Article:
Non-medical prescription opioid use, prescription opioid-related harms and public health in Canada: An update 5 years later

Benedikt Fischer, Jenna Gooch, Brian Goldman, Paul Kurdyak, Jürgen Rehm


Five years ago, we highlighted Canada’s emerging problem of prescription opioid (PO)-related harms and emphasized the need for targeted surveillance, research and interventions. Overall levels of PO use in the Canadian population have grown by 70% since then, while at the same time levels of non-medical PO use (NMPOU) in general and in key risk populations have continued to be high; furthermore, PO-related harms – specifically morbidity (e.g., treatment admissions) and mortality (e.g., overdose deaths) – have risen substantively. Unfortunately, major knowledge gaps related to systematic monitoring of PO-related harms continue to exist; for example, no national morbidity or mortality statistics are available. Investigator-driven research has generated important insights into the epidemiology and impacts of PO-related harms: high correlations between population-level PO dispensing and/or PO dosing and harms; high rates of co-occurrence of NMPOU and co-morbidities; and distinct NMPOU-related risk dynamics among street drug users. Select policy measures have been implemented only recently at the federal and provincial levels; these interventions remain to be systematically evaluated, especially given preliminary indications of reductions in PO-related harms (e.g., NMPOU) unfolding prior to the interventions. For these purposes, improvements in surveillance tools and research resources devoted to the extensive public health problem of PO-related harms in Canada continue to be urgently needed.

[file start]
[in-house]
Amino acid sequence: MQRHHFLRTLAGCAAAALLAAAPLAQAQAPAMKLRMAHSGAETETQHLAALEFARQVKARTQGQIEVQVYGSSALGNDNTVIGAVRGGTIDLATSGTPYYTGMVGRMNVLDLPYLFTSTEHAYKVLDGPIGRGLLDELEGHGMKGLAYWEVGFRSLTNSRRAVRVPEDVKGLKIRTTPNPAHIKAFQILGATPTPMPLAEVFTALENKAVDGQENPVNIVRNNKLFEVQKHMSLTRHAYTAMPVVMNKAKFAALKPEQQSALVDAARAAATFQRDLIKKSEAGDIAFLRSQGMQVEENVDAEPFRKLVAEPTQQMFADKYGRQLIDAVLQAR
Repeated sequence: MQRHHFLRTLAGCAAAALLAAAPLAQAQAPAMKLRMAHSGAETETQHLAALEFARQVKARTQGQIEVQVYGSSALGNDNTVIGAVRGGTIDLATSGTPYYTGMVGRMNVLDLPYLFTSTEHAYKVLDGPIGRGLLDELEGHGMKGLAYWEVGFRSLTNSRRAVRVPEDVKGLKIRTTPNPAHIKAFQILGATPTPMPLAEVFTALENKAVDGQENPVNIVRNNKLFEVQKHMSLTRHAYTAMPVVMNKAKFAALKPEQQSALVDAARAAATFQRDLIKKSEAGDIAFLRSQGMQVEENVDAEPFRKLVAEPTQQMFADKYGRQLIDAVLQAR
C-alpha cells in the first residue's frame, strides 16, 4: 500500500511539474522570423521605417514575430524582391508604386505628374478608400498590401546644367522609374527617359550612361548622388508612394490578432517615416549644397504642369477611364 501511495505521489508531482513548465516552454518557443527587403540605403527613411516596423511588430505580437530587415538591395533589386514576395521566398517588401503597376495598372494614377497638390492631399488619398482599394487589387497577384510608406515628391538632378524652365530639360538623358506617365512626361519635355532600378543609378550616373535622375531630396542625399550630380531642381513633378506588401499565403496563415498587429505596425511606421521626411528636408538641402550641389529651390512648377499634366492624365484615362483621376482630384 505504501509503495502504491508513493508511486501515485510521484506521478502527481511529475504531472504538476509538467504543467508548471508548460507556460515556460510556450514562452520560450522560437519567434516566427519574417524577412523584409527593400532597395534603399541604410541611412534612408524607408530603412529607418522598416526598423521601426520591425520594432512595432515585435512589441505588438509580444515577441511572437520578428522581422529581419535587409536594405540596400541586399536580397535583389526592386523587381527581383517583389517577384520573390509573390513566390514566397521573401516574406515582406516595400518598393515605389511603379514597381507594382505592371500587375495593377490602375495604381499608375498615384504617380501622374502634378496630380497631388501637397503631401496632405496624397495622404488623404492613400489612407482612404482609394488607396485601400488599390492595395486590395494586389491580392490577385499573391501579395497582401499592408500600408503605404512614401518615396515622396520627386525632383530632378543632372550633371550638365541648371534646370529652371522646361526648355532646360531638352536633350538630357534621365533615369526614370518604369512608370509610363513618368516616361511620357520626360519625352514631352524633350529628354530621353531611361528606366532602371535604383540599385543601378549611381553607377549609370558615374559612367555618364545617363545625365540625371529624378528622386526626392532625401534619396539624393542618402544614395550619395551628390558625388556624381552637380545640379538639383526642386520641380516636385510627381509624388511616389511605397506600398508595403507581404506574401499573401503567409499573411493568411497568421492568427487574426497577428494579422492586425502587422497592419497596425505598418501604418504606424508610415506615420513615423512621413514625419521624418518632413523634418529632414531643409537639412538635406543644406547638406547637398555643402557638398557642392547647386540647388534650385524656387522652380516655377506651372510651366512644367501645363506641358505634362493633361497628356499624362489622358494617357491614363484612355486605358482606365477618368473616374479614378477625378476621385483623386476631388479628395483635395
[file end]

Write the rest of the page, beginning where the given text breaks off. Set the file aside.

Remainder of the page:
Prescription opioids; non-medical use; harms; public health; surveillance; policy; Canada

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